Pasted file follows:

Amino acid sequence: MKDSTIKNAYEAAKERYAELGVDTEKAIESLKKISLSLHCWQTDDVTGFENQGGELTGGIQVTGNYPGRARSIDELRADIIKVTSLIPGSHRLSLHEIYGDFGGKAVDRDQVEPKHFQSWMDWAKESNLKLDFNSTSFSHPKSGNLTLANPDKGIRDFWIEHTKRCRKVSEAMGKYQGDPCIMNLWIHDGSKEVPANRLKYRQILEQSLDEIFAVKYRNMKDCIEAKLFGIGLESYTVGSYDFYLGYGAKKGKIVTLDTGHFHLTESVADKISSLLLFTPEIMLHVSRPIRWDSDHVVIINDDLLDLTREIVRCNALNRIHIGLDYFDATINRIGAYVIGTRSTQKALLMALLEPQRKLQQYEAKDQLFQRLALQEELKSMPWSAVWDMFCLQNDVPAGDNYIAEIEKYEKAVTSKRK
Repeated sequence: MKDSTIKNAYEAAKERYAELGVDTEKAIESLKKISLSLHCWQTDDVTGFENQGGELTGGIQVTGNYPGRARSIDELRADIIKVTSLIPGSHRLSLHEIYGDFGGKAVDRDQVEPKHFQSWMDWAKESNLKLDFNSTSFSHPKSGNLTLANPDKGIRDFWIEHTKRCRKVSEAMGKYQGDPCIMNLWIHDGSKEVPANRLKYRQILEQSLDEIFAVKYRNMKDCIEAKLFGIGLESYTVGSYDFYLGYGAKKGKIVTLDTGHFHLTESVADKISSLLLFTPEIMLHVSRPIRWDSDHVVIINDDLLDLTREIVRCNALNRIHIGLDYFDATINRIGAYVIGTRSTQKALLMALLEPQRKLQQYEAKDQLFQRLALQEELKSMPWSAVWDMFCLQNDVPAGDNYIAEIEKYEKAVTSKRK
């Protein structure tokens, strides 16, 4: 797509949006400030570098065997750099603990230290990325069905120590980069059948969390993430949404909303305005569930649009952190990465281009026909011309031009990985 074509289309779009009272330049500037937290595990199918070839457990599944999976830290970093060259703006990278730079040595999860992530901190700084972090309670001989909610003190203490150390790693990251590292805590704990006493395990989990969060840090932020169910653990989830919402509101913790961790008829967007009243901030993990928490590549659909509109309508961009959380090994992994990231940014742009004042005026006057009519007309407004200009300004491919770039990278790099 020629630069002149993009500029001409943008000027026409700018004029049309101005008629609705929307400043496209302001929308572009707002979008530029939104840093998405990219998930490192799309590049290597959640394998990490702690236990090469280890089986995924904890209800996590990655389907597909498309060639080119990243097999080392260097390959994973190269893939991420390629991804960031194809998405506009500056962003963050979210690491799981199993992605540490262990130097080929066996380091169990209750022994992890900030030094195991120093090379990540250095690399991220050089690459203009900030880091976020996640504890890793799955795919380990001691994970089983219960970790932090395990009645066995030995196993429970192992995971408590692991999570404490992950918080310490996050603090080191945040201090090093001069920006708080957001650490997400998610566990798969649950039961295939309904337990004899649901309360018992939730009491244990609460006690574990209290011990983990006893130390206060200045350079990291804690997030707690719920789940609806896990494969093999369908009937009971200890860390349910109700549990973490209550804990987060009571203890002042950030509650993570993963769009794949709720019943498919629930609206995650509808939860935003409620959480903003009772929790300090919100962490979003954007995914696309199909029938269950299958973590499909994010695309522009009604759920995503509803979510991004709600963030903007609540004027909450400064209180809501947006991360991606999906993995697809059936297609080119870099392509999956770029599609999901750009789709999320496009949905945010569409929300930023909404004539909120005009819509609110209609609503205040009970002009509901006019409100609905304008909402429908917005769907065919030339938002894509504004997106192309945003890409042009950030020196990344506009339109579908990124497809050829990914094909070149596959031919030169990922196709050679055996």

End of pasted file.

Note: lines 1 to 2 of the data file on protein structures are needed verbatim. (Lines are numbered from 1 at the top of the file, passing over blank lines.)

Amino acid sequence: MKDSTIKNAYEAAKERYAELGVDTEKAIESLKKISLSLHCWQTDDVTGFENQGGELTGGIQVTGNYPGRARSIDELRADIIKVTSLIPGSHRLSLHEIYGDFGGKAVDRDQVEPKHFQSWMDWAKESNLKLDFNSTSFSHPKSGNLTLANPDKGIRDFWIEHTKRCRKVSEAMGKYQGDPCIMNLWIHDGSKEVPANRLKYRQILEQSLDEIFAVKYRNMKDCIEAKLFGIGLESYTVGSYDFYLGYGAKKGKIVTLDTGHFHLTESVADKISSLLLFTPEIMLHVSRPIRWDSDHVVIINDDLLDLTREIVRCNALNRIHIGLDYFDATINRIGAYVIGTRSTQKALLMALLEPQRKLQQYEAKDQLFQRLALQEELKSMPWSAVWDMFCLQNDVPAGDNYIAEIEKYEKAVTSKRK
Repeated sequence: MKDSTIKNAYEAAKERYAELGVDTEKAIESLKKISLSLHCWQTDDVTGFENQGGELTGGIQVTGNYPGRARSIDELRADIIKVTSLIPGSHRLSLHEIYGDFGGKAVDRDQVEPKHFQSWMDWAKESNLKLDFNSTSFSHPKSGNLTLANPDKGIRDFWIEHTKRCRKVSEAMGKYQGDPCIMNLWIHDGSKEVPANRLKYRQILEQSLDEIFAVKYRNMKDCIEAKLFGIGLESYTVGSYDFYLGYGAKKGKIVTLDTGHFHLTESVADKISSLLLFTPEIMLHVSRPIRWDSDHVVIINDDLLDLTREIVRCNALNRIHIGLDYFDATINRIGAYVIGTRSTQKALLMALLEPQRKLQQYEAKDQLFQRLALQEELKSMPWSAVWDMFCLQNDVPAGDNYIAEIEKYEKAVTSKRK